For some people, these changes may linger even after the depressive symptoms improve. There is also evidence that recurrent depressive episodes contribute to worsening cognitive deficits over time.
Progressive brain changes
While individual manic and depressive episodes may cause temporary brain changes, researchers are still studying whether repeated episodes over a lifetime lead to permanent, progressive brain damage.
Some key findings about progressive changes include:
- Total gray matter volume in the brain decreases with more lifetime bipolar episodes.
- The hippocampus and prefrontal cortex show progressive loss of tissue with repeated episodes.
- Ventricles in the brain appear to enlarge with more episodes over time.
- White matter integrity declines and lesions accrue with more episodes.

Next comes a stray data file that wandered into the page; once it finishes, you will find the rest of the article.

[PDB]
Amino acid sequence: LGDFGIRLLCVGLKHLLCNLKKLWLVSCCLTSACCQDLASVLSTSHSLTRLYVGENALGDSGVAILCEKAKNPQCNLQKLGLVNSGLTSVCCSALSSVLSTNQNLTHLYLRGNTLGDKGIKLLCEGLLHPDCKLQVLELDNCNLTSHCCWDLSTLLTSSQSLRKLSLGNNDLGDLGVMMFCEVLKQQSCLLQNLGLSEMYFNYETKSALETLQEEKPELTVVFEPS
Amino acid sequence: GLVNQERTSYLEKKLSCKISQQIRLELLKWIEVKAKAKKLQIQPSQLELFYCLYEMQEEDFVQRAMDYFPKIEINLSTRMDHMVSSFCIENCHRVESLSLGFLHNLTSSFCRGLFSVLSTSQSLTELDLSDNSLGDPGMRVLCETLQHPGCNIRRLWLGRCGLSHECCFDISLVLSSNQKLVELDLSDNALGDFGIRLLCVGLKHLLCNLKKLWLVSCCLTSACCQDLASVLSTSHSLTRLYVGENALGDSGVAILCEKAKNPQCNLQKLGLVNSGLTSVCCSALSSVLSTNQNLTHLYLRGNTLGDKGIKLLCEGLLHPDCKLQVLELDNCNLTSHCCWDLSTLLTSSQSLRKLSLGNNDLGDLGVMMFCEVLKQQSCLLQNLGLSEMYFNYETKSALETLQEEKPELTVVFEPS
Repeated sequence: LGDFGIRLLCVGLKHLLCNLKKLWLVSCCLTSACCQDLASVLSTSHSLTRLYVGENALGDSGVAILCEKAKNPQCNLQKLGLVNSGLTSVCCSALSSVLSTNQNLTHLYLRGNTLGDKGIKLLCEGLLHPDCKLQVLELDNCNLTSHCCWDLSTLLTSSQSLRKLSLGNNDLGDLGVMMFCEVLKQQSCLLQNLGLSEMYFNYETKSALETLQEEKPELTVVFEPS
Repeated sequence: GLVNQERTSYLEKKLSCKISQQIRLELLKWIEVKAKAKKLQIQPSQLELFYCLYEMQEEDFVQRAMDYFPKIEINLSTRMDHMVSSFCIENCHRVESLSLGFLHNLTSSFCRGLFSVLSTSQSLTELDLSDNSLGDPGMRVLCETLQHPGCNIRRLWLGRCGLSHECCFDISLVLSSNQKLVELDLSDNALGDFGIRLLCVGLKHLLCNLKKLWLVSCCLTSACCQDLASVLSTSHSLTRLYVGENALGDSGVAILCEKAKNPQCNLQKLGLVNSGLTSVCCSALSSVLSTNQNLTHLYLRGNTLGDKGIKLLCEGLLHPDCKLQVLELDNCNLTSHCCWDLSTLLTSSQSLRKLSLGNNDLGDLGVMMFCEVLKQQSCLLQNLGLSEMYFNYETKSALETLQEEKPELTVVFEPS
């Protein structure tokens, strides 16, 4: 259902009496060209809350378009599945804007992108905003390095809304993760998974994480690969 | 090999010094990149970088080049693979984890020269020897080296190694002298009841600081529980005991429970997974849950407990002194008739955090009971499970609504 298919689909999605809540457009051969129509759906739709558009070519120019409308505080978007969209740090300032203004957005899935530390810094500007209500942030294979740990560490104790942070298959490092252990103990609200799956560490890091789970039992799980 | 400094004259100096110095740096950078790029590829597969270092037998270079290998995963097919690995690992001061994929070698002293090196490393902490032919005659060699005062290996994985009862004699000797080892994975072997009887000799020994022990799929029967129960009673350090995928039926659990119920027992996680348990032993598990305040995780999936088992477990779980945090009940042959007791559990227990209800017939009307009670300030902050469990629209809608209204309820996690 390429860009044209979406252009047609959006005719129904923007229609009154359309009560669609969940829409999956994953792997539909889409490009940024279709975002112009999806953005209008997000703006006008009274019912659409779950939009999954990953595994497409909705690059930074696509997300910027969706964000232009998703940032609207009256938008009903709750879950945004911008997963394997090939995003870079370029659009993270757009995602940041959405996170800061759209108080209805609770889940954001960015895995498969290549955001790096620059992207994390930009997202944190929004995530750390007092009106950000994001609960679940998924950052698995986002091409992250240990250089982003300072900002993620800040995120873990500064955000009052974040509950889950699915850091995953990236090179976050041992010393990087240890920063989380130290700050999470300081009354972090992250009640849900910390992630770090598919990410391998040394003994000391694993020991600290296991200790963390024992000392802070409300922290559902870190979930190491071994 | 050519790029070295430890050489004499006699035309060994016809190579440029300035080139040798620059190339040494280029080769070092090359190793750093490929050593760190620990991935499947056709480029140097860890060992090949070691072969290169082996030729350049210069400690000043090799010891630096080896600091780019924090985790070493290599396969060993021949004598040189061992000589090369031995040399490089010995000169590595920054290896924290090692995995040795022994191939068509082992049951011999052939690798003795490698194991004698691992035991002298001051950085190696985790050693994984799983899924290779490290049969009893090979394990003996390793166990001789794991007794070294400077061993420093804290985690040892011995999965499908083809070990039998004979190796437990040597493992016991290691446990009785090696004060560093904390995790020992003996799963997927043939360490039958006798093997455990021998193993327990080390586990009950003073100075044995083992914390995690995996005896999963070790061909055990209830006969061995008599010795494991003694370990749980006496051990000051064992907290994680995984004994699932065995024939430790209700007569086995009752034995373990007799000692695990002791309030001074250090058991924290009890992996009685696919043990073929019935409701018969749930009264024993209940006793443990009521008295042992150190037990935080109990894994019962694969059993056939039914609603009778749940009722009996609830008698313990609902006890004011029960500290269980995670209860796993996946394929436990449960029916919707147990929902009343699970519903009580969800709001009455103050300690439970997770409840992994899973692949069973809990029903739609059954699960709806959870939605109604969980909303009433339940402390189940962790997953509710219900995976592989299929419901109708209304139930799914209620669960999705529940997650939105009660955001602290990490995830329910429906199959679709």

These brain changes are associated with declining cognitive functioning, including:
- Worsening processing speed, memory, and executive function
- Problems with attention, learning, and mental flexibility
- Poorer social cognition and emotion recognition
However, other studies have failed to find an association between number of episodes and cognitive decline. So the relationship is complex.
Mood episode severity
Some research indicates that episode severity may play a role in brain changes with bipolar disorder. A few key findings:
- More severe manic episodes are linked to greater loss of gray matter.
- Severe mania correlates with more significant cognitive impairment.
- The number of hospitalizations for mood episodes predicts greater cognitive decline.